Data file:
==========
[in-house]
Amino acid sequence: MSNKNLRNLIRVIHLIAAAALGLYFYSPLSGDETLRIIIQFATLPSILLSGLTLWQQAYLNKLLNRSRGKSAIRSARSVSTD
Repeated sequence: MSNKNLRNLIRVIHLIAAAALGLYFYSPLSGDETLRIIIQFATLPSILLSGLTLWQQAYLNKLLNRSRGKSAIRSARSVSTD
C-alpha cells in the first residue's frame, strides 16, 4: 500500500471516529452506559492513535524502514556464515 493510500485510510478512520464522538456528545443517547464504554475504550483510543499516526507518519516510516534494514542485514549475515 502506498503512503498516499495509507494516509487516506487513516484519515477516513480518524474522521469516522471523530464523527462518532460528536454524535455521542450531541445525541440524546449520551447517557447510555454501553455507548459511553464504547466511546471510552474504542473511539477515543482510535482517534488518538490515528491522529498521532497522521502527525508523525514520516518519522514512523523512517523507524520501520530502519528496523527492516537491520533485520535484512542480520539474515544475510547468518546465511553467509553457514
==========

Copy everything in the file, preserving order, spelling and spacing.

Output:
[in-house]
Amino acid sequence: MSNKNLRNLIRVIHLIAAAALGLYFYSPLSGDETLRIIIQFATLPSILLSGLTLWQQAYLNKLLNRSRGKSAIRSARSVSTD
Repeated sequence: MSNKNLRNLIRVIHLIAAAALGLYFYSPLSGDETLRIIIQFATLPSILLSGLTLWQQAYLNKLLNRSRGKSAIRSARSVSTD
C-alpha cells in the first residue's frame, strides 16, 4: 500500500471516529452506559492513535524502514556464515 493510500485510510478512520464522538456528545443517547464504554475504550483510543499516526507518519516510516534494514542485514549475515 502506498503512503498516499495509507494516509487516506487513516484519515477516513480518524474522521469516522471523530464523527462518532460528536454524535455521542450531541445525541440524546449520551447517557447510555454501553455507548459511553464504547466511546471510552474504542473511539477515543482510535482517534488518538490515528491522529498521532497522521502527525508523525514520516518519522514512523523512517523507524520501520530502519528496523527492516537491520533485520535484512542480520539474515544475510547468518546465511553467509553457514